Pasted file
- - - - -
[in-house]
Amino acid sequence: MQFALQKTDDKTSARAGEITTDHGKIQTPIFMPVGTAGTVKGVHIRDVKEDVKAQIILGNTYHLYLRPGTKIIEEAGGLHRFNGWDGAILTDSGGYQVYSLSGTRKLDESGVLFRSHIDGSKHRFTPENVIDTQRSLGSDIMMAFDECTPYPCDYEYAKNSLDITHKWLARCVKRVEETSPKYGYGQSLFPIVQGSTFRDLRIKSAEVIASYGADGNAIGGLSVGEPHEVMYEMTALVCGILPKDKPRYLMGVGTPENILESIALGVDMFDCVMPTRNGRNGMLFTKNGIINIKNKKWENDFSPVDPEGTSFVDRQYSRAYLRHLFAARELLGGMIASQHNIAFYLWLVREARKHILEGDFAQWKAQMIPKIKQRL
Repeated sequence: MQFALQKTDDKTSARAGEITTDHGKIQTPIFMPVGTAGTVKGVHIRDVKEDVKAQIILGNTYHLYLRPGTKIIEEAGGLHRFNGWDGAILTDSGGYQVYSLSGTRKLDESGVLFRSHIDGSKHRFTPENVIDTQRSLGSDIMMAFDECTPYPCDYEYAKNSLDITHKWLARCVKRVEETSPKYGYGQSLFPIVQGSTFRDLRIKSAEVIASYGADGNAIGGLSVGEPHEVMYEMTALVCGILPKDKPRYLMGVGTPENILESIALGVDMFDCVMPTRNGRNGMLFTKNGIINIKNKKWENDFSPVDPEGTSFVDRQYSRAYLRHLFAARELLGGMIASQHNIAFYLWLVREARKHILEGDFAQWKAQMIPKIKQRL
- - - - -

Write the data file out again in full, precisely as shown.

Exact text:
[in-house]
Amino acid sequence: MQFALQKTDDKTSARAGEITTDHGKIQTPIFMPVGTAGTVKGVHIRDVKEDVKAQIILGNTYHLYLRPGTKIIEEAGGLHRFNGWDGAILTDSGGYQVYSLSGTRKLDESGVLFRSHIDGSKHRFTPENVIDTQRSLGSDIMMAFDECTPYPCDYEYAKNSLDITHKWLARCVKRVEETSPKYGYGQSLFPIVQGSTFRDLRIKSAEVIASYGADGNAIGGLSVGEPHEVMYEMTALVCGILPKDKPRYLMGVGTPENILESIALGVDMFDCVMPTRNGRNGMLFTKNGIINIKNKKWENDFSPVDPEGTSFVDRQYSRAYLRHLFAARELLGGMIASQHNIAFYLWLVREARKHILEGDFAQWKAQMIPKIKQRL
Repeated sequence: MQFALQKTDDKTSARAGEITTDHGKIQTPIFMPVGTAGTVKGVHIRDVKEDVKAQIILGNTYHLYLRPGTKIIEEAGGLHRFNGWDGAILTDSGGYQVYSLSGTRKLDESGVLFRSHIDGSKHRFTPENVIDTQRSLGSDIMMAFDECTPYPCDYEYAKNSLDITHKWLARCVKRVEETSPKYGYGQSLFPIVQGSTFRDLRIKSAEVIASYGADGNAIGGLSVGEPHEVMYEMTALVCGILPKDKPRYLMGVGTPENILESIALGVDMFDCVMPTRNGRNGMLFTKNGIINIKNKKWENDFSPVDPEGTSFVDRQYSRAYLRHLFAARELLGGMIASQHNIAFYLWLVREARKHILEGDFAQWKAQMIPKIKQRL